Hollister Free Lance, Hollister CA
Go slow on Central America Free Trade Agreement
Wednesday, July 13, 2005
By Tom Elias
A few words of unsolicited advice to Congress and the President, who appear bent on approving a Central America Free Trade Agreement to go along with the North American one best known as NAFTA: Please go slowly.
Taken together, NAFTA and a similar agreement for Central America would create a free-trade zone larger than the ever-expanding European Union. Only the proposed Asian free-trade area now contemplated by China and India would be larger. There is a theory that the Central American agreement is needed for this country and its immediate neighbors to compete with the pending colossal Asian economic zone.
But as Congress works this summer on details of the Central American pact, known as CAFTA, the lawmakers ought to pause first to fix what’s wrong with the almost 10-year-old NAFTA.
There’s the matter of the treaty overriding state and local governments’ ability to look after the health and welfare of their citizens. The most flagrant example here is the NAFTA lawsuit by Canada’s Methanex Corp., preeminent maker of the gasoline additive MTBE, which has sued the U.S. government for almost $1 billion because California banned its product from gasoline sold in the state.
Because NAFTA protects companies in each member country from local actions in the other nations that threaten their economic welfare, Methanex believes it can win, even though its additive put carcinogens in California water supplies for years, polluting the once-pristine Lake Tahoe, among many other water resources. Whatever action a NAFTA legal panel may take on the Methanex claim, it likely could not be appealed in the American court system.
This is an obvious flaw in NAFTA, not to be repeated in any other treaty if Congress has any wisdom at all.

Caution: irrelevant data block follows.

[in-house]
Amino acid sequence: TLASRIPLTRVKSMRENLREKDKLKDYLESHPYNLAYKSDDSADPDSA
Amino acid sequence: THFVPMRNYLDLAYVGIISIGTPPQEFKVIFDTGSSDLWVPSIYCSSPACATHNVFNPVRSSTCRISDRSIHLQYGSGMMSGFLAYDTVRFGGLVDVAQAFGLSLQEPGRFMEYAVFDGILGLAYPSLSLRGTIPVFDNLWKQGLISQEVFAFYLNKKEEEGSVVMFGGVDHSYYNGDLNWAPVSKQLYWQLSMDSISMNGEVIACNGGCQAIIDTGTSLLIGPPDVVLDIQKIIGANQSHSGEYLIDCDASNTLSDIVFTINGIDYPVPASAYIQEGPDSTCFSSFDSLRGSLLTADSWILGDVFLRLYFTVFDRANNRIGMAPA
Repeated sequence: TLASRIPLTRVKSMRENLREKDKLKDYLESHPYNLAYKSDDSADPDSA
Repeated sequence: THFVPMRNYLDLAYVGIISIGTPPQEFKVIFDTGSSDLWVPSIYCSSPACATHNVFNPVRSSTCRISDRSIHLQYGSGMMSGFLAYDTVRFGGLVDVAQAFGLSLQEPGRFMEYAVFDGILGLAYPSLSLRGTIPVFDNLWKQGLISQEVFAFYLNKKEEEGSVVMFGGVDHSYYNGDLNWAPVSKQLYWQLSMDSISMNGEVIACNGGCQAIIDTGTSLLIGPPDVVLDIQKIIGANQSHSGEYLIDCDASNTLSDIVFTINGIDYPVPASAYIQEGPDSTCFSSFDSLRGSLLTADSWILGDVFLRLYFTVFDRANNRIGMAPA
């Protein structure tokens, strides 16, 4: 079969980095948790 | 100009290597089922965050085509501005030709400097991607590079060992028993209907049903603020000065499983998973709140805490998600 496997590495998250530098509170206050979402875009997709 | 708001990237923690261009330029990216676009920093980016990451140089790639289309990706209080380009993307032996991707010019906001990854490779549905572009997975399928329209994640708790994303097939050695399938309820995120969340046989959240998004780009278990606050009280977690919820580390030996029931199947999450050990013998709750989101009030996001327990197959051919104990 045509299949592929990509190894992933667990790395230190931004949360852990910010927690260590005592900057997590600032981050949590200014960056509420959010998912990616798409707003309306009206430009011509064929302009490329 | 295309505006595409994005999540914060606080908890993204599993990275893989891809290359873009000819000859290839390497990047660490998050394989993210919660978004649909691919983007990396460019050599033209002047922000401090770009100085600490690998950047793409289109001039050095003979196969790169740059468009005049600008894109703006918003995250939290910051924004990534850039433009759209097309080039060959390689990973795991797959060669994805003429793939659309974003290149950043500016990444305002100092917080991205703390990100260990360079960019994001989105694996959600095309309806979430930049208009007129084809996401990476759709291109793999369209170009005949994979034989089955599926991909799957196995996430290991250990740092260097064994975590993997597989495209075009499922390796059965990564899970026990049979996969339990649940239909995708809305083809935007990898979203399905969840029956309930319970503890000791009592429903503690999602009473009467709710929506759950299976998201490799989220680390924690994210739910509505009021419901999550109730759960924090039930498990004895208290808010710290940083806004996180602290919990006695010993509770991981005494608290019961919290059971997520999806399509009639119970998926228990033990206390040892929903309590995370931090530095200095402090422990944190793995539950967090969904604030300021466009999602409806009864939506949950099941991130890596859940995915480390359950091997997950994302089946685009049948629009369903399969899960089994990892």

Then there’s the matter of insurance. California Insurance Commissioner John Garamendi reports major problems with Mexican trucks entering this country under NAFTA, while Mexican officials complain of insurance companies scamming their citizens from safe havens in this country.
“The availability of insurance for Mexican vehicles entering the United States, especially trucks, is compromised by a lack of information on Mexican trucks and drivers,” Garamendi said. In short, insurance companies that might issue policies at the border have no idea whether Mexican cars and trucks have passed safety inspections, nor do they know whether drivers have good or bad safety records.
Mexican officials were supposed make a new database with much of this information available to American insurance companies this spring, but it’s too soon to know whether that’s working. In any case, insurance has been a NAFTA problem for years.
Fraud is common. One common scheme on both sides of the Mexican border: Owners of trucking fleets may buy policies for only a few of their trucks, but place copies in all vehicles they own. If border guards give insurance documents just a cursory check, that will generally get a truck over the border in either direction. But if the vehicle gets into an accident, it won’t be covered unless it’s the one named in the policy.
Another form of fraud sees companies from third countries operating from American soil selling fake insurance policies by telephone to Mexican citizens. The same kind of scam has sometimes been run against Americans from Mexican territory.
“The border states and the Mexican government have just now started coordinating enforcement against these scams,” said Garamendi. No one has any idea what that effort will accomplish.
Health and insurance are only two problem areas of NAFTA. There are also issues of labor including pay scales and workers compensation insurance, plus questions about agricultural pricing that has harmed farmers on both sides of the border
In short, plenty of flaws remain in NAFTA. Maybe Congress and President Bush should deal with them before setting up any new free trade agreements, no matter what China and India may plan.